Workplace bullying, like childhood bullying, is the tendency of individuals or groups to use persistent aggressive or unreasonable behavior against a co-worker or subordinate. Workplace bullying can include such tactics as verbal, nonverbal, psychological, physical abuse and humiliation. This type of aggression is particularly difficult because, unlike the typical forms of school bullying, workplace bullies often operate within the established rules and policies of their organization and their society. Bullying in the workplace is in the majority of cases reported as having been perpetrated by management and takes a wide variety of forms. Bullying can be covert or overt but it's always bad.

  • Well, I would sure welcome information about Korean frequentatives in the appendix (though probably as a subsection Appendix:Korean verbs), but your page was written more like a personal essay or analysis thanks to sentences like “Should every of the above, say, 35 differenes be worth an entity at all?” and the use of Wiktionary terminology like “Related terms” and “Derived terms”. The appendix should explain to the user how Korean frequentatives work, not question whether it’s worth an entity or talk about how they should be regarded in entries (this WT:AKO’s job). — Ungoliant (Falai) 06:14, 22 January 2013 (UTC)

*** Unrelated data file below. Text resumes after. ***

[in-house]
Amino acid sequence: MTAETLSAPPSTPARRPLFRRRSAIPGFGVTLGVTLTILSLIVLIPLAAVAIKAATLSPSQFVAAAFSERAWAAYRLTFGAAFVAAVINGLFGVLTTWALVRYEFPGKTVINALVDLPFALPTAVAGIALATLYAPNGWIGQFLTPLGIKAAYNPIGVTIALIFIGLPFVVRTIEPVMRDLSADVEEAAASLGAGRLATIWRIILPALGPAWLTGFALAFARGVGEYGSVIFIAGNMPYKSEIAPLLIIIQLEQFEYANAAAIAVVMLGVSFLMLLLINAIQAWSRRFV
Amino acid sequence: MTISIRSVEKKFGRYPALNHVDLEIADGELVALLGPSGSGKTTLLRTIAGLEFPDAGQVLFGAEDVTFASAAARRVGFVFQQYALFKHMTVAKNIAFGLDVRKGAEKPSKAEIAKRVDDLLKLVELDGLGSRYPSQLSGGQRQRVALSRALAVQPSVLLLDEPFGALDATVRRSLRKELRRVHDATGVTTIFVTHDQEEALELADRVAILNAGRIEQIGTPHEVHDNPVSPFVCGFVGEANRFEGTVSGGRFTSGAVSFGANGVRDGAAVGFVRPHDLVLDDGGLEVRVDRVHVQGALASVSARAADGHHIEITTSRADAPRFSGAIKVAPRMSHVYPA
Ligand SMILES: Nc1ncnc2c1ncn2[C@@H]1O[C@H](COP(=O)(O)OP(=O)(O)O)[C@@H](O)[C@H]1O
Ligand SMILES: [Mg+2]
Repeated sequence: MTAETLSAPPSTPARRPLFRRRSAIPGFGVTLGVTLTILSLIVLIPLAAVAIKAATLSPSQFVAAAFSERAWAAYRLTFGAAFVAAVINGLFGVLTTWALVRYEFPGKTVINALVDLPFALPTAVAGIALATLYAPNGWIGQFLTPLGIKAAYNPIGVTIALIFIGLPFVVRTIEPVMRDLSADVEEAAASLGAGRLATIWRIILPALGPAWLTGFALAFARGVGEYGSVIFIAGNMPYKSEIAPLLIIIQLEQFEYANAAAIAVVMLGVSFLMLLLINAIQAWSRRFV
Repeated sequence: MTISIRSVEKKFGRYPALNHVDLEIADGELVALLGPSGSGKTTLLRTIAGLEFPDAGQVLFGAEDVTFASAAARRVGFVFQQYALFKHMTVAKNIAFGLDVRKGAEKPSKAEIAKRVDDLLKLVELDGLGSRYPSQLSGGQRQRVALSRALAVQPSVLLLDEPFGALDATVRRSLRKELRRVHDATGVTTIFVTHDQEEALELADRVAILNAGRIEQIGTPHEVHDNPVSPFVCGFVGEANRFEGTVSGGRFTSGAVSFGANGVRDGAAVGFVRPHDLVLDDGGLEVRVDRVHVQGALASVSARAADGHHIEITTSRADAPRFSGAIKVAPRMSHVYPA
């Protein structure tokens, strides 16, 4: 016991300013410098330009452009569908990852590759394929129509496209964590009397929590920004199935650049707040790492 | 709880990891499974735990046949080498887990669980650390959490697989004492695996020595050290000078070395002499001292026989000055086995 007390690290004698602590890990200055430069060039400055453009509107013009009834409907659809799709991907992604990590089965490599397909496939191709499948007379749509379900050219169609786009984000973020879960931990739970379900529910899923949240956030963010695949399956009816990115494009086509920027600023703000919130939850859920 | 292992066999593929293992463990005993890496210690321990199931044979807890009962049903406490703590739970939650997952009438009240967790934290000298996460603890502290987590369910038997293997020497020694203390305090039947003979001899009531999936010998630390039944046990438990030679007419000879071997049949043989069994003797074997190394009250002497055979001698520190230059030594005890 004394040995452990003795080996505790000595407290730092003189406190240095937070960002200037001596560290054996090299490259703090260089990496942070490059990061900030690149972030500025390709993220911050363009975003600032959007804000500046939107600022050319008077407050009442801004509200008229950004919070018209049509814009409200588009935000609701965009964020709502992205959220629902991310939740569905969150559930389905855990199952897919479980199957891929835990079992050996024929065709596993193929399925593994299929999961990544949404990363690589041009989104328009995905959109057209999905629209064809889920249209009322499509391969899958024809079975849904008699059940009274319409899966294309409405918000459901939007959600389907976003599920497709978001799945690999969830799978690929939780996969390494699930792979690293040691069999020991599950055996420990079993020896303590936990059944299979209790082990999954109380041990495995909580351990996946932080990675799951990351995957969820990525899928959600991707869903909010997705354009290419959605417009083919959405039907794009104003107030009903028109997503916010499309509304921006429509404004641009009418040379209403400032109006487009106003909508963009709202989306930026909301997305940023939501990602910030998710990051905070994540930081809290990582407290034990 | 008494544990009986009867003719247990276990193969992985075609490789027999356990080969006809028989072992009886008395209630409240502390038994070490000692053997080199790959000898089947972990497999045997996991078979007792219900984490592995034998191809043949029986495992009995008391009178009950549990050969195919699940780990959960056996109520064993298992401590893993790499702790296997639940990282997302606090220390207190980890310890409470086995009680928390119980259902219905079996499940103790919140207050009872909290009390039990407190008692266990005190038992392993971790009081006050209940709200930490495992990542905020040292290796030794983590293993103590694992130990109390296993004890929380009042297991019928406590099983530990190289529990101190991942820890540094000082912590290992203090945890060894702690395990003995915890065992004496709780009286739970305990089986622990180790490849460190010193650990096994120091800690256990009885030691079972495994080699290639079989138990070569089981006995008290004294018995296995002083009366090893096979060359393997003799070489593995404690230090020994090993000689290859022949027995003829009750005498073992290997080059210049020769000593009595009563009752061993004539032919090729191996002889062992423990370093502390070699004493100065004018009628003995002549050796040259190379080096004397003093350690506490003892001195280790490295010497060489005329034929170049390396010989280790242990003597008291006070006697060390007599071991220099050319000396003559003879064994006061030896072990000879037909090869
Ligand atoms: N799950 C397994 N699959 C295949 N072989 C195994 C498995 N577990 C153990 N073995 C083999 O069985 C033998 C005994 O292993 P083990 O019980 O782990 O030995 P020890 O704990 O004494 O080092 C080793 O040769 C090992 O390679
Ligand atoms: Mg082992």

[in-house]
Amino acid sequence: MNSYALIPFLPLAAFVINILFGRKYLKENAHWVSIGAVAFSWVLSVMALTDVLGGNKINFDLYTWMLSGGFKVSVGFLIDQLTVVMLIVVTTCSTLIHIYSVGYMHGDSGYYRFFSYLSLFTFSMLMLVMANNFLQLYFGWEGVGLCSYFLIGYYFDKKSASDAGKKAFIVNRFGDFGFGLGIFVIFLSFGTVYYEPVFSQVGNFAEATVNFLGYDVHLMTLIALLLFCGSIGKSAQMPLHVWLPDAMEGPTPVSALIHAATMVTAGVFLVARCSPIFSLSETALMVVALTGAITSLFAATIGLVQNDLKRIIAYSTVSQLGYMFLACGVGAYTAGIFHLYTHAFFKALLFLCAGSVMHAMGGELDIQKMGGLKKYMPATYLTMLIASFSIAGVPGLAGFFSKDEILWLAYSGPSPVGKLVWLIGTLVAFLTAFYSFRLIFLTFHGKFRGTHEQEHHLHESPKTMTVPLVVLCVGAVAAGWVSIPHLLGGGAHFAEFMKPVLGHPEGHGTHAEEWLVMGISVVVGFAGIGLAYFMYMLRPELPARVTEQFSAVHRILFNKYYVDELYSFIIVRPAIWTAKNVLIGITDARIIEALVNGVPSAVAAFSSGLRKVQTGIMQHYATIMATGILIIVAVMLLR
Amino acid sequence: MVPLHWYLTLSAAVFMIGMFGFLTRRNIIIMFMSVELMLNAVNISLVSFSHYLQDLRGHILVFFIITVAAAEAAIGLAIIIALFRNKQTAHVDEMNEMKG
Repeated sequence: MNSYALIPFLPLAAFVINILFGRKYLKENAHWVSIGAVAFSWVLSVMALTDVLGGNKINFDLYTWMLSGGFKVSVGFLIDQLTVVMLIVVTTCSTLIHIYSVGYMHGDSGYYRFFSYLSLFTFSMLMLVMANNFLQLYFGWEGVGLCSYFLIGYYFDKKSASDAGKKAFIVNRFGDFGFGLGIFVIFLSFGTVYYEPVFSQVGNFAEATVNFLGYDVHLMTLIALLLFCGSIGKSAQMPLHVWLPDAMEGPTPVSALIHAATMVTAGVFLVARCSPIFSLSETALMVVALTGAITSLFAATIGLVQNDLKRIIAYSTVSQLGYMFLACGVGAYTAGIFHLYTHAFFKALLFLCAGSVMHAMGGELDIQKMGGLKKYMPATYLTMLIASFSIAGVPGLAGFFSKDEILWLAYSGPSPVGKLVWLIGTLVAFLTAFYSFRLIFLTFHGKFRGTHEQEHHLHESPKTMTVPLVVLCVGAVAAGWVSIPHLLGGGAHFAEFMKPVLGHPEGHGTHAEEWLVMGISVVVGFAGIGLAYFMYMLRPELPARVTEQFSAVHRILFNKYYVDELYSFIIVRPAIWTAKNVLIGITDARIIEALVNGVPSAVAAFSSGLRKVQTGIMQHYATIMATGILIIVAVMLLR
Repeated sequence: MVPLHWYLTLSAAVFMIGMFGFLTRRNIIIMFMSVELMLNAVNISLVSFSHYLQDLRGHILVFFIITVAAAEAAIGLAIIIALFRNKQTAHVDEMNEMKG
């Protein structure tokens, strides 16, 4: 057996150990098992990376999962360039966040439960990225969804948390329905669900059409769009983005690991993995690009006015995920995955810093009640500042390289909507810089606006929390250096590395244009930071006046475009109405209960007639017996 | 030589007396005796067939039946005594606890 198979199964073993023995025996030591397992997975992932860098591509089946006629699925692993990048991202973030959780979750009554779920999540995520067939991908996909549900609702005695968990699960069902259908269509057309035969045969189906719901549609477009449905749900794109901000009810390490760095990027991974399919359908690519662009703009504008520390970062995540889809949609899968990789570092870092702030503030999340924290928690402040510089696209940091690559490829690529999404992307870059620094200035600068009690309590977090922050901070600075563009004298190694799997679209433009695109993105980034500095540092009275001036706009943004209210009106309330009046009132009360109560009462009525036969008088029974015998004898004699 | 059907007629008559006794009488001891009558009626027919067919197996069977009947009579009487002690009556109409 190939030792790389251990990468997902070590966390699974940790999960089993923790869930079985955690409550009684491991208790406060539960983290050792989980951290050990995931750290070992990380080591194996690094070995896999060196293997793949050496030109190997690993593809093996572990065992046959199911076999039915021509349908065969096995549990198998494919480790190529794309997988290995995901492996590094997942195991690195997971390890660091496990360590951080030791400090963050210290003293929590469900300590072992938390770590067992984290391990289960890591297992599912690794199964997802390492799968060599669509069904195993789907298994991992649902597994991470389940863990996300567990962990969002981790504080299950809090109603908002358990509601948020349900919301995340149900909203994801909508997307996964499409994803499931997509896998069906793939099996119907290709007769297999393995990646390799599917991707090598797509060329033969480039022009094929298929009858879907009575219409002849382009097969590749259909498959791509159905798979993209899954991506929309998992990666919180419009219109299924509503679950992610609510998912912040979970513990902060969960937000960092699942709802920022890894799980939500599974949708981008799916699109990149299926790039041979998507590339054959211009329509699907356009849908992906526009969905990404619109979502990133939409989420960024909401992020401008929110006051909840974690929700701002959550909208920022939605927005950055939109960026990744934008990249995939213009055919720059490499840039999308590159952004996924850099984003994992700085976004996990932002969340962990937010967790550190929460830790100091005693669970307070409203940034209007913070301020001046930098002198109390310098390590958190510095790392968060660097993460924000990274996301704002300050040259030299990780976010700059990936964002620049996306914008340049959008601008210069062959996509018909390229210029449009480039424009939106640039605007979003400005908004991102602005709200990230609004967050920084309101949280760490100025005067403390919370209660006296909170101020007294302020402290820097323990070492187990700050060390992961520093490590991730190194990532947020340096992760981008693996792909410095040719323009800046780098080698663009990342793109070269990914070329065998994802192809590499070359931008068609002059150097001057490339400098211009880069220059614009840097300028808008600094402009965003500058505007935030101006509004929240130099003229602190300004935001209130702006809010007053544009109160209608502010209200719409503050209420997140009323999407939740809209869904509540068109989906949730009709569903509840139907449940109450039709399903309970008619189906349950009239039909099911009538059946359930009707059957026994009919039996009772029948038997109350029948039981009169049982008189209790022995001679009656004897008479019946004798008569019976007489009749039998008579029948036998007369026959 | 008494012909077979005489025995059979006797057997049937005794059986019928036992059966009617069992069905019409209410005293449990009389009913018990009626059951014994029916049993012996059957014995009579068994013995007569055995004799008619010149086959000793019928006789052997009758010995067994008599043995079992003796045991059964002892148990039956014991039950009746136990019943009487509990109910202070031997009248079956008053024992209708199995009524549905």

Thanks a lot for your generally welcoming stance. While that page is evolving anywhere anyway, we could discuss anything in the Talk page, including yours as said above! --KYPark (talk) 06:42, 22 January 2013 (UTC)
  • Such a reason as "Not Appendix material" is presupposed implicitly for deletion from the Appendix, hence needless to say explicitly. It is not really informative but maybe deceptive, I fear, not to leave it blank, not to be suspected of no reasonable reason. It should be suspected, convinced, and formally accused of doing perhaps such evil injustice as quoted on the right. --KYPark (talk) 02:13, 23 January 2013 (UTC)

Examples (ablaut)

(linguistics) The substitution of one root vowel for another, thus indicating a corresponding modification of use or meaning; vowel permutation; as, get, gat, and got; sing and song; hang and hung, distinct from the phonetic influence of a succeeding vowel. [my emphasis]

  • One question: Why does the ablaut column have ablaut+nonablaut forms rather than ablaut+ablaut forms? 03:08, 23 January 2013 (UTC)
    Yeah, this column may look somewhat tricky between two aims:
    1. One is to show the well-established, ablauted or, more precisely, high-low voweled reduplication such as 싱숭생숭 (singsung-saengsung) remindful of English sing & sang.
    2. The other is to show the high voweled form (in front in black color) of the low voweled entry stem. Both may fail to make up an idiom, but are closely related.
    3. Just ignore the same as the (high-voweled) entry stem, which is technically needed for sorting and grouping of related words.